“Your Love Is A Miracle” is a straight up wah wah guitar powered number-with the in the pocket Family Stone inspired horn charts, “duck face” bass popping, Steve Ferrone’s stop/start funky drum and (vocally) low leads and falsetto harmonies. “Same Feeling, Different Song” has the classic AWB horn style based off the JB’s. The rhythm, tempo and lead guitar comes out of the same vibe. But the liquid rhythm guitar of the refrains come out of the later 70’s sound more. “Daddy’s Come Home” benefits from Dupree’s crying bluesy guitar tone and the organ based country/rock style balladry of the song itself.

“Big City Lights” takes a straight up bass/guitar oriented uptempo funk number-focusing heavy on the horn charts that are often combined with a round synth bass tone for an even bigger sound. “She’s A Dream” is a jazzy melange of bass, guitar with melodic and creamy horn charts playing a medium tempo ballad. The title track lays down a groove that combines the grooves of funk with the repetitive chugging of reggae. “The Price Of A Dream” is a melodically strong sophistifunk styled number-again based heavily in the vocal harmonies.

“Sweet & Sour” is sleek yet heavy horn funk instrumental before the album ends with “One Look Over My Shoulder”. This is the song I remember most off this album for some reason. It has one of the most singable, hit oriented choruses. But the percussive mid tempo groove allows the horns to hit in all the right places. And make both the instrumental and vocal focuses of the song stand out equally. Musically speaking,  Warmer Communications covers pretty familiar territory for AWB. And session players like the Brecker Brothers did make for strong writing and musicality as intended.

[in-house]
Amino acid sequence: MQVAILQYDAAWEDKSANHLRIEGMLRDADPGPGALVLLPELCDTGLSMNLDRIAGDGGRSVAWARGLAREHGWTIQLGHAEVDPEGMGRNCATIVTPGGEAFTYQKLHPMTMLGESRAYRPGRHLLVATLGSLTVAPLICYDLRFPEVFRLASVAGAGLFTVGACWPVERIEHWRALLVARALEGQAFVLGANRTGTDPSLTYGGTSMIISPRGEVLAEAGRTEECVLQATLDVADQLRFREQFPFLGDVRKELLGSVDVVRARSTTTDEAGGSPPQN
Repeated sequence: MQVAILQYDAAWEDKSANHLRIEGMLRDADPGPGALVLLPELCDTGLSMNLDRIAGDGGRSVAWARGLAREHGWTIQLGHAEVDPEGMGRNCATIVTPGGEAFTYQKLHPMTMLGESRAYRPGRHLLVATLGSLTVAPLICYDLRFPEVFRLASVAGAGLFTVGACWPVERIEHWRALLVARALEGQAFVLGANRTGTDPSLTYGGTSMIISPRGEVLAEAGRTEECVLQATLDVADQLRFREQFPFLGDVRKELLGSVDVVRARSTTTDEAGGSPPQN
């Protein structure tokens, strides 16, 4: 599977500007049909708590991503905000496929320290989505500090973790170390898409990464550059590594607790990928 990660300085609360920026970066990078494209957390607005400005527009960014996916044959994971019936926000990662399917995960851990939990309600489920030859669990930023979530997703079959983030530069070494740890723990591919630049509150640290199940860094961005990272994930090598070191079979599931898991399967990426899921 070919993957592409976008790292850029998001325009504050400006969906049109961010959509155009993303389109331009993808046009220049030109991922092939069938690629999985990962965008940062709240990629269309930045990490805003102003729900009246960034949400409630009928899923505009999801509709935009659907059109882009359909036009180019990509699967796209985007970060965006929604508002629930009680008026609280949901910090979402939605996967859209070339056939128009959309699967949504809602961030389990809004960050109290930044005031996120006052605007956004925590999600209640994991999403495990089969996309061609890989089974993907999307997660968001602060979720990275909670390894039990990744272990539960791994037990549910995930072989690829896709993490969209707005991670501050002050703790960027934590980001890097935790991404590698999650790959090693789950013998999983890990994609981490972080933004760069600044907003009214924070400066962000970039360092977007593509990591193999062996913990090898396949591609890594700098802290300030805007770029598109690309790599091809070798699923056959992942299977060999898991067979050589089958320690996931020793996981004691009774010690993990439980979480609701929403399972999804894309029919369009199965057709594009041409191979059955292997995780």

Where Warmer Communications  might’ve been somewhat problematic had to do with changes in music among funk bands during the late 70’s. Between 1977 and 1979, the larger horn funk bands such as Earth, Wind & Fire, Tower Of Power, Kool & The Gang and the JB’s were beginning to update to the more high tech production style of the disco era. AWB’s  production approach didn’t change in the late 70’s, even as their writing and playing remained strong. They’d rectify this (with controversial results) in the early 80’s. Still, Warmer Communications remains one of the bands strongest late 70’s albums.

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Prince’s Crystal Ball: Celebrating 20 Years Since The Minneapolis Genius Opened His Musical Floodgates Of The Past

Prince hasn’t been with us for two years now. And there’s a lot talk about in regard to his vault of unreleased music at Paisley Park. It was one of the very first things I personally learned about the man in the late 90’s. Prince wasn’t releasing a lot of new music at that time. Likely because of his messy legal battles with Warner Bros. While the heat was dying down on that later in the decade,he actually seemed to be dipping into the vault quite a bit when it came to his newer releases. During this time, Prince also launched his earliest website and 1-800-NEW-FUNK phone service.

Prince offered up a multi disc boxed set that endeavored to officially release some of his most sought after material from his vault. The title track is full on psychedelic funk-with very tribal drum patterns and atonal flute at various points. “Dream Factory”,the Linn drum powered groove of “Movie Star” (which Prince proudly announces in the liner notes as “D’Angelo’s favorite bootleg”) ,the cinematic soul ballad “Crucial”,the demo jazzy funk groove of “Last Heart” and the acapella “An Honest Man” all derive from his massive 1986 era music production.

“Sexual Suicide” and “Good Love” derive from an unreleased album he’d credit to the name Camille-both utilizing strong hard funk,and the former with strong wah wah powered synths. “Cloreen Bacon Grease” heals from the sessions for The Time’s sophomore album in 1982-nothing but 15 minutes of funky drumming,bass and Morris Day humorously jiving lyrically. Because Prince was intending to release a triple album in 1986 with this same title,what surprised me is how much of this material gave from the first few years of him recording with the New Power Generation.